Absu - "Absu" (CD)
"Absu" track listing:
1. Between the Absu of Eridu & Erech (4:08)
2. Night Fire Canonization (3:19)
3. Amy (4:54)
4. Nunbarshegunu (3:06)
5. 13 Globes (4:47)
6. ...of the Dead Who Never Rest in Their Tombs Are the Attendance of Familiar Spirits Including: A.) Diversified Signs Inscribed B.) Our Earth of Black C.) Voor (7:03)
7. Magic(k) Square Cipher (4:49)
8. In the Name of Auebothiabathabaithobeuee (3:26)
9. Girra's Temple (2:39)
10. Those of the Void Will Re-Enter (4:56)
11. Sceptre Command (5:00)
12. Ye Uttuku Spells (4:42)
13. Twix Yesterday, the Day & the Morrow (0:58)
Reviewed by xFiruath on May 29, 2009
After an eight year hiatus, Absu finally decided to bring a storm of furious metal down onto the masses again with a new self-titled album that has quite a few unexpected influences beyond the boundaries of its own genre. After such a long stretch of time, “Absu” could potentially be considered a comeback album, if such a mainstream term can truly be applied to a black metal band, and comeback albums are always dangerous beasts. At least one section of the fans will probably be angered by a new release after such an extended period of time, either because the sound changed too radically or there wasn’t enough evolution to justify staying in the shadows for so long.
During Absu’s hibernation, front man Proscriptor McGovern worked with quite a few different bands, and one of the perks of those many side projects was that the new album features an almost silly number of guest musicians. Names like Blasphemer of Mayhem, David Harbour of King Diamond, Nornagest of Enthroned, and several others round out the list of people involved. Although that might lead to worries of too many hands getting in the pot, the music on “Absu” is surprisingly focused and really benefits from the many individuals who lend their talent to the disc.
There is no mistaking that the core of Absu’s music is rooted directly in the black metal genre, but there are enough other influences present that it almost doesn’t qualify for the title. Rather than create a brooding atmosphere, the album frequently would rather inspire fist pounding and non-stop head banging. Although there are keyboards, they are kept to a minimum and work almost exclusively to provide minor rests between the guitar assaults. Most of the time they aren’t even heard, but that doesn’t really detract from the album at all, as “Absu” has its own sound, and it’s unquestionably guitar driven. Most of the guitar parts bring to mind the heavier thrash acts out there, almost to the point that the album would officially leave black metal behind if they dropped the growling vocals. Fans who think the synths need to take a back seat to the brutality will be more than pleased, but anyone expecting something more symphonic may be slightly disappointed.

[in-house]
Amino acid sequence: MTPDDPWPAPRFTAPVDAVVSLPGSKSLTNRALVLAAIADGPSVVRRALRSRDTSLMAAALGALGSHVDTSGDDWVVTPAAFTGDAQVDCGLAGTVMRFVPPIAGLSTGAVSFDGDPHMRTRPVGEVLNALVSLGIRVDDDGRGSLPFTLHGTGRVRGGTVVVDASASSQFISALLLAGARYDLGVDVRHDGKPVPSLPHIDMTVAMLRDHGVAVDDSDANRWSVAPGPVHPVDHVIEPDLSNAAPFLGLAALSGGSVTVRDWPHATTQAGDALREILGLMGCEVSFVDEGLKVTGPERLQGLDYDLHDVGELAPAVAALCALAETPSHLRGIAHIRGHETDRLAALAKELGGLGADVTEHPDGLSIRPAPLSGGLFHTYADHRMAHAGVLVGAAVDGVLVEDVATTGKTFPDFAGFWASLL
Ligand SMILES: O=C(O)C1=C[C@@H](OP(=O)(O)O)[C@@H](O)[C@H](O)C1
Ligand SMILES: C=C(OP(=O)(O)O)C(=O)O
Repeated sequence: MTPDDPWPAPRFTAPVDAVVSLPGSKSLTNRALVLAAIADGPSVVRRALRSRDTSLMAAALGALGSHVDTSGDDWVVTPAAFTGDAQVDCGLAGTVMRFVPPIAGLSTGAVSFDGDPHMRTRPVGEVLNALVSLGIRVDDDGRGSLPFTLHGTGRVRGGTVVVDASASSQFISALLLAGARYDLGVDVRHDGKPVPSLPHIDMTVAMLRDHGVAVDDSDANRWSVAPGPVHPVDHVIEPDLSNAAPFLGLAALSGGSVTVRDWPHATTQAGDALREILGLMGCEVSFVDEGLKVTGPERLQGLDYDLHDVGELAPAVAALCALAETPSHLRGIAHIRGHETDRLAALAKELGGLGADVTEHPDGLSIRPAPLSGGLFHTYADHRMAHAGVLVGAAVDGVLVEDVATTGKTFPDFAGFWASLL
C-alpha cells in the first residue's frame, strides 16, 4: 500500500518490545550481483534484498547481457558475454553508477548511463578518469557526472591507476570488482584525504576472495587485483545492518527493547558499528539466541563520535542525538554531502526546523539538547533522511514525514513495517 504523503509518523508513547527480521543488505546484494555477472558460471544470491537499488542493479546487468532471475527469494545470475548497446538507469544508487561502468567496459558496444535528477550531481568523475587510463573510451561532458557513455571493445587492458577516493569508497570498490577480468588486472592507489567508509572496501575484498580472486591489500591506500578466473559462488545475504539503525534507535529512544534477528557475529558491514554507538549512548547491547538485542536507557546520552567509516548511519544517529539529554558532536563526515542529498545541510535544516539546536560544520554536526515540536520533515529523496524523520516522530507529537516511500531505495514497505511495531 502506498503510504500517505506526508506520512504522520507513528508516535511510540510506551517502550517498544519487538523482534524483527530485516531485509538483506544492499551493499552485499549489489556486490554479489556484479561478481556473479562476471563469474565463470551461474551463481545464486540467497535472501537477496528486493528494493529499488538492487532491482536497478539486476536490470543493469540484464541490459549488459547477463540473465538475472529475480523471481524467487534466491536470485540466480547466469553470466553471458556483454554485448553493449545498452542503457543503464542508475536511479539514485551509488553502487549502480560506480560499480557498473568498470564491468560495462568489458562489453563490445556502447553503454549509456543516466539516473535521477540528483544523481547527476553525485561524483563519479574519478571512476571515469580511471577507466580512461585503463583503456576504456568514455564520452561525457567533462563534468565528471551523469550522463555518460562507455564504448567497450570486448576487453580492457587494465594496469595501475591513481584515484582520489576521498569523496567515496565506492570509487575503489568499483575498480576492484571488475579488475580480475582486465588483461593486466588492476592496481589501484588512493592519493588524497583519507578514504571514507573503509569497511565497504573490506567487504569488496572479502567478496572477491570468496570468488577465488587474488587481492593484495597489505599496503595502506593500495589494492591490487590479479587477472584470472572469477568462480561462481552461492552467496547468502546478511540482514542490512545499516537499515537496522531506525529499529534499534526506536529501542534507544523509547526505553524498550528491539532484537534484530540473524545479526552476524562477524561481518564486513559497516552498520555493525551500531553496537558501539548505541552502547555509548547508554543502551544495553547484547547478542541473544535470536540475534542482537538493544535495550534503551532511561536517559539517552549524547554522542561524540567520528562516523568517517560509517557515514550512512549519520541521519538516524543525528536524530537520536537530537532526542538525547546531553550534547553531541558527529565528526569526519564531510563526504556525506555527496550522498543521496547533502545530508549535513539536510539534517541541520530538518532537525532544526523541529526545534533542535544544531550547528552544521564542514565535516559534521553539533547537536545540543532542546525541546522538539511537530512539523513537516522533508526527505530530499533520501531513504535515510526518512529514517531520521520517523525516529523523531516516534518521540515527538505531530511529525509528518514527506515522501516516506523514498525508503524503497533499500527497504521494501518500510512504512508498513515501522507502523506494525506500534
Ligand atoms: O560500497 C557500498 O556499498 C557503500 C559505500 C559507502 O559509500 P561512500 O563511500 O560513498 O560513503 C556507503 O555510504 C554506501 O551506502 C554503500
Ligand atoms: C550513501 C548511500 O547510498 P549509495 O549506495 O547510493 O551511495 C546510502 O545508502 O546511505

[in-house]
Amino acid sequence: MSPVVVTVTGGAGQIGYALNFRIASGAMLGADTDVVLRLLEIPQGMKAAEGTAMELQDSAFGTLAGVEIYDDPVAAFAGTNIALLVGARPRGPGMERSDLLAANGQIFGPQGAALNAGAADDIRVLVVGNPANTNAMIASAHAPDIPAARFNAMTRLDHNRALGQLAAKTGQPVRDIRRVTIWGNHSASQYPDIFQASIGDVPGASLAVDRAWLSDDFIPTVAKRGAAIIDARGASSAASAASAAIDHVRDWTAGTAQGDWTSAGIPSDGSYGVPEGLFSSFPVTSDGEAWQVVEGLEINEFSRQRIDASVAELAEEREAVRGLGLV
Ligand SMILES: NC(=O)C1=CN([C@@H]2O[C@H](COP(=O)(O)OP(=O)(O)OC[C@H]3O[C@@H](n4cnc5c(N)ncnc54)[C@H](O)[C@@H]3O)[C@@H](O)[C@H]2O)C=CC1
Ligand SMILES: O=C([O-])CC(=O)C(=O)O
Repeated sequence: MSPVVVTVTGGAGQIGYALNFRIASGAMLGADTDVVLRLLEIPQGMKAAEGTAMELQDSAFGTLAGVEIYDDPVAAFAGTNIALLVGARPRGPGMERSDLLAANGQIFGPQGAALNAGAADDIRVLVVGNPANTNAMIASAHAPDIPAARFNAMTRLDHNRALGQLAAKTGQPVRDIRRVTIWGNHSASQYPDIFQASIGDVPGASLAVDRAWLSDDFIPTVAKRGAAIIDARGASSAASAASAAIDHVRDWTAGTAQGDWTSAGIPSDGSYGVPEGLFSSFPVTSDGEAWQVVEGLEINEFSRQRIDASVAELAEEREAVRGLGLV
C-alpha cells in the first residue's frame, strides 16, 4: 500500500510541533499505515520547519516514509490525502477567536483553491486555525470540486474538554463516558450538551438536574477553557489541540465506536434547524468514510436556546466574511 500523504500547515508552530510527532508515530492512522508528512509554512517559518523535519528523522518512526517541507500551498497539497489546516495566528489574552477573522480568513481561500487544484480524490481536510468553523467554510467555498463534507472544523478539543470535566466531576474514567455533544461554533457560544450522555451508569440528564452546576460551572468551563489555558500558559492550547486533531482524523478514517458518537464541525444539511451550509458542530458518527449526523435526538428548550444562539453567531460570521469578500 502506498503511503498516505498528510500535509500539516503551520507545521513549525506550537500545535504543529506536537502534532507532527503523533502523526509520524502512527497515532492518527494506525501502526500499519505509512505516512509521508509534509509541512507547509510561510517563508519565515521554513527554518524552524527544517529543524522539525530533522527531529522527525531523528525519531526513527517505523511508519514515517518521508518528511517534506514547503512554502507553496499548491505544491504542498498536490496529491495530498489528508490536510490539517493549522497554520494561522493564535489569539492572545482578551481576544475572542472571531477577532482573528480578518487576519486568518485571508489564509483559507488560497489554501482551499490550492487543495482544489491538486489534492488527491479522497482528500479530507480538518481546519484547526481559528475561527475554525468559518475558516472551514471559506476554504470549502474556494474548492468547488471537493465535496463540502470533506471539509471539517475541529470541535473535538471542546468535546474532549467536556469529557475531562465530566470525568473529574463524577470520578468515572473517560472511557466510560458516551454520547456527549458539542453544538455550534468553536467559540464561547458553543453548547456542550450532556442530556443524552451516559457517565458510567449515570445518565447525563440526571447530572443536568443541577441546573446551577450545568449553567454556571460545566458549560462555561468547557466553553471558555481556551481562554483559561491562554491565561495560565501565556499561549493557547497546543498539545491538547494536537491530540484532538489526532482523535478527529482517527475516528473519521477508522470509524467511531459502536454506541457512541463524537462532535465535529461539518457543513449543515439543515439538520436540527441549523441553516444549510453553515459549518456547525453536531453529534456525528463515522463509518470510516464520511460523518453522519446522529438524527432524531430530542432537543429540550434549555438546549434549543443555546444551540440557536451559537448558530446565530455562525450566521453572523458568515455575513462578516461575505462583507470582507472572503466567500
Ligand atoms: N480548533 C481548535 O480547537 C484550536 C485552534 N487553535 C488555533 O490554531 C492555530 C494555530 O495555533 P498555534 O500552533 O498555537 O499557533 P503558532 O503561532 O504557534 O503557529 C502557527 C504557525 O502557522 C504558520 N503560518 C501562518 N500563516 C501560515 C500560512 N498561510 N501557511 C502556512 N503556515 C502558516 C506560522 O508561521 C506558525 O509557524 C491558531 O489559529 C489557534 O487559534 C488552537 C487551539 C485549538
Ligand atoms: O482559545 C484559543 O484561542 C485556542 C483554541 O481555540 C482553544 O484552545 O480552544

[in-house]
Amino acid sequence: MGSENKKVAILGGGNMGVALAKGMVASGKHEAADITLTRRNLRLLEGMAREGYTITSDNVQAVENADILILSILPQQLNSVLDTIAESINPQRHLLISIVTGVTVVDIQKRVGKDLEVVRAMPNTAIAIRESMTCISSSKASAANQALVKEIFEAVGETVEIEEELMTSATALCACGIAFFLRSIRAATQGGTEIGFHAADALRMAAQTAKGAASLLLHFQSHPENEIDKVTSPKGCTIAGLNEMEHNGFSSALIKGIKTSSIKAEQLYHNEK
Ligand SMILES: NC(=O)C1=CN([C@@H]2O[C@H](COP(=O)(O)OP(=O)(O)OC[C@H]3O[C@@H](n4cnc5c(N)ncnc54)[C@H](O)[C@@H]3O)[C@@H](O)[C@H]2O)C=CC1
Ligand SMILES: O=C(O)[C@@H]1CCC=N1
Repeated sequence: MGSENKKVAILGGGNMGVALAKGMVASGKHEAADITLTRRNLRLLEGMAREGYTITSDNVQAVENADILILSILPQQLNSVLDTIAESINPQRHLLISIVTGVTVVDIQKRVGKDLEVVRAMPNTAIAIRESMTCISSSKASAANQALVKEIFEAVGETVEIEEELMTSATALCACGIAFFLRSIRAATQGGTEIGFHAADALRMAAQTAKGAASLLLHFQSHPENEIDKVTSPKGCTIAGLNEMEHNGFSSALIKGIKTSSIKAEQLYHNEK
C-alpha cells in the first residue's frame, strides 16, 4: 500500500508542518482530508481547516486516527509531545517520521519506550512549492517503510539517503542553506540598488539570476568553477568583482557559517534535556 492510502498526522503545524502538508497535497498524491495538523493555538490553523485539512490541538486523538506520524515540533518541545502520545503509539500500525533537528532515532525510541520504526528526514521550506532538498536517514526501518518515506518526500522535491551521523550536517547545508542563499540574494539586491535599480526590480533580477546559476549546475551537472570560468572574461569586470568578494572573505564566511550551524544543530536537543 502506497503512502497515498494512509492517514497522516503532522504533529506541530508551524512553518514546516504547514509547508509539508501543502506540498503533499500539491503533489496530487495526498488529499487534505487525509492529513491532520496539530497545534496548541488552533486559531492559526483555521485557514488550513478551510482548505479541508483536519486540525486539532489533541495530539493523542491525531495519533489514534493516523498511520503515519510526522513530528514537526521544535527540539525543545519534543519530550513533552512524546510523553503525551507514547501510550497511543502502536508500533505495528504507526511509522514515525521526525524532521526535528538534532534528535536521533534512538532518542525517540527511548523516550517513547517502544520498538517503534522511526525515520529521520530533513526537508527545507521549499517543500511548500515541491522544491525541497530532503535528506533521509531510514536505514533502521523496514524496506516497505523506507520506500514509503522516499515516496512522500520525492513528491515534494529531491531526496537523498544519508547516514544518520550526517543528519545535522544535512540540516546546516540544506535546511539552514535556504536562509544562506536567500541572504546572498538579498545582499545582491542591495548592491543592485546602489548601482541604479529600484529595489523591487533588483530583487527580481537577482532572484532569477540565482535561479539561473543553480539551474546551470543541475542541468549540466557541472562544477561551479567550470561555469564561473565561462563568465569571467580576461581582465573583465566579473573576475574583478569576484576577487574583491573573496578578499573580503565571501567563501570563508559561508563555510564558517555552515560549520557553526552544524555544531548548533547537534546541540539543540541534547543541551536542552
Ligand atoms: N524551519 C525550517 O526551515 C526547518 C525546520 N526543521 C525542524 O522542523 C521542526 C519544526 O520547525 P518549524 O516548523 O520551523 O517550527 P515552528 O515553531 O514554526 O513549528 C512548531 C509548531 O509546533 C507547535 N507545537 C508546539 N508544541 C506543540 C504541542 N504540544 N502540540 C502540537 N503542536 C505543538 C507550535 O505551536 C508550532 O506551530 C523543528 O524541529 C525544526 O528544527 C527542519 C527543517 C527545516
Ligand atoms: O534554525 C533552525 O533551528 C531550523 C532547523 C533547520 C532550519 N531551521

Absu has also apparently thrown their hats into the ring for the titles of “longest song title” and “most absurdly unpronounceable name.” Nile fans get ready for this one, because it’s a doozy. Try saying “...of the Dead Who Never Rest in Their Tombs Are the Attendance of Familiar Spirits Including: A.) Diversified Signs Inscribed B.) Our Earth of Black C.) Voor” three times fast. Anyone who can actually figure out how to say “In the Name of Auebothiabathabaithobeuee” also deserves a medal. Then out of nowhere they decide to name a song “Amy.”
While on the subject of the name that is too long to write out again, it does feature a notable departure from the less symphonic elements. The track features a very creepy segment done in a stilted horror movie style that gives the impression of spiders crawling on violin strings while people carve themselves up with glass shards. Fans of disturbing sound effects in metal owe it to themselves to hear that particular passage.
“Absu” should really be listened to more than once to get the full effect. The first spin is such a blur of blackened thrash that everything blends together a little bit. By the second go around the spaces between the sounds become more apparent, especially on the opening track “Between the Absu of Eridu & Erech.” It’s fitting that the unheard sounds make the most impact as, depending on which mythological interpretation any given listener cares to ascribe to, the word “Absu” can refer to the great cosmic void where the creator being lives.
There is one side effect of the non-stop guitar onslaught that is worth mentioning. Despite the heavy occult themes and strong mythological grounding, the album doesn’t exude the feel of a mystical invocation created through music that many other black metal bands are able to produce. The end result comes off more as a seriously heavy album that wants its audience to contemplate destruction on a new level, and happens to deal with magic and legends as well.
“Absu” is an exceedingly brutal blackened thrash album that is played well, has tight production, and should satisfy any metal fan’s craving for something that will cause spontaneous head banging. While it doesn’t shatter any boundaries or set any new standards, it is still well worth the time of anyone who craves extreme metal with occult leanings.
Highs: Non-stop blackened thrash with great guitar and drum work
Lows: Only minimal synths, some minor repitition betwen songs
Bottom line: Top quality blackened thrash with lots of guest appearances by famous members of the genre
Get more info including news, reviews, interviews, links, etc. on our Absu band page.